“How did Johnson, virtually alone among his Fascist associates, manage to avoid indictment? The answer may lie in the influence of powerful friends. One man in particular could well have been influential: Washington’s powerful Latin-American intelligence-and-propaganda czar Nelson Rockefeller, who knew Johnson well from his New York days. Rockefeller’s mother, Abby Aldrich Rockefeller, was the force behind the Museum of Modern Art. Rockefeller regarded himself as a connoisseur of art, particularly architecture, and had helped his father develop the monumental Rockefeller Center. He was a leading patron of modern art in America and served as president of the Museum of Modern Art, where he had taken a particular interest in Johnson’s Department of Architecture.”
Marc Wortman (Ibid)

Centro Direzionale e Commerciale Fontivegge. Aldo Rossi, architect.

Ah, Rockefeller. The name is always somewhere close to fascist ideals and American power. But to focus more aesthetics here, Johnson was to become the cheerleader and prime exponent of the ‘International Style’ in architecture. Wortman quotes Robert Hughes’ interview with Albert Speer (which I believe I quoted here in the blog several years ago as I have long hated Johnson’s work):

“Suppose a new Führer were to appear tomorrow. Perhaps he would need a state architect? You, Herr Speer, are too old for the job. Whom would you pick? “Well,” Speer said with a half-smile, “I hope Philip Johnson will not mind if I mention his name. Johnson understands what the small man thinks of as grandeur. The fine materials, the size of the space.”
Albert Speer (Guardian, 2003)

There is a sort of tepid backlash now, finally, against Johnson. Twenty years after his death almost. Its hard, though, to overestimate his influence on architecture in the 20th century. And, it is interesting to see the links to Mies Van der Rohe, and Le Corbusier.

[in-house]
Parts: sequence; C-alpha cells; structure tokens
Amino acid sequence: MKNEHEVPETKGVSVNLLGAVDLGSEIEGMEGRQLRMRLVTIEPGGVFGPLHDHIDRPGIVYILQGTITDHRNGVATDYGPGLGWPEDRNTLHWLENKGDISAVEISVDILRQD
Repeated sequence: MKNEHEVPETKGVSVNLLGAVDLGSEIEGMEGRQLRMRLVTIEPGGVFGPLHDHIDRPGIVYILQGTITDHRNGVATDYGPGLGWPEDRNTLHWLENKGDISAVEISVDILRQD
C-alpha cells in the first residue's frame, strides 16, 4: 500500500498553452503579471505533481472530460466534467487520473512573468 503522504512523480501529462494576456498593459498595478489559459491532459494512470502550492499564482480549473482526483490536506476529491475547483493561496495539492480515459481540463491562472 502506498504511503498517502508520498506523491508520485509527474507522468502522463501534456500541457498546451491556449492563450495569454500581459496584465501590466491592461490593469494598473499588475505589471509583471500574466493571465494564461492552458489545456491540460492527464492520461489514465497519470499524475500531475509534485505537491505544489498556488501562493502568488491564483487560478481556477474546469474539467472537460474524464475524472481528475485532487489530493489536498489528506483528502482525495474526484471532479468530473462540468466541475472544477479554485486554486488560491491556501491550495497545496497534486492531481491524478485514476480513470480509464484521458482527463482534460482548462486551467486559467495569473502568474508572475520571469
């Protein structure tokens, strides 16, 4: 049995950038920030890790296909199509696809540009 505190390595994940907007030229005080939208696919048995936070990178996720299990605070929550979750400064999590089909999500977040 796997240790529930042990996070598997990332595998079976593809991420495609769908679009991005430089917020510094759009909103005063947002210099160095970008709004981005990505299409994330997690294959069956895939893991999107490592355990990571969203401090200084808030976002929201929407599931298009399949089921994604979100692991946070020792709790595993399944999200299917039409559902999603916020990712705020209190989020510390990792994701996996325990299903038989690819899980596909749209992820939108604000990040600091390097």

Van der Rohe occupies a curious and conflicted position in this discussion. He was both the anti-Johnson, and an unwitting (I think) accomplice to this sense of architecture as a reified protective shell. Le Corbusier was pretty openly a fascist. And an anti semite. He was also a vastly superior architect to Johnson. And maybe simply a great architect. But therein lies the heart of this discussion in a sense. Was there a quality of the fascistic in Corbusier’s work? I don’t know if I can answer that. I certainly think in his case this becomes a complex question and many leftists I know simply will not look at fascist art. That such a thing as great fascist art is an impossibility. I think its possible, but with qualifications, some of which feel, even to me, as labyrinthine and obtuse. Corbusier was also an opportunist who sought employment in Soviet Russia. He self identified as socialist, only to change that a year later and identify as fascist (well, conservative, but this was amid the rise of European fascism). Le Corbusier’s work is also conflicted in general. I have always rather loved Villa Savoye. Many don’t, and I understand the criticisms of it, but for me, like much of his work, there is something beautiful in all that is not there. Still, it is not hard to imagine his work seeming less impressive in another fifty years. And I admit, from certain perspectives, or angles, the Villa Savoye can resemble a beach front restaurant in Pattaya as much as a cherished architectural masterpiece.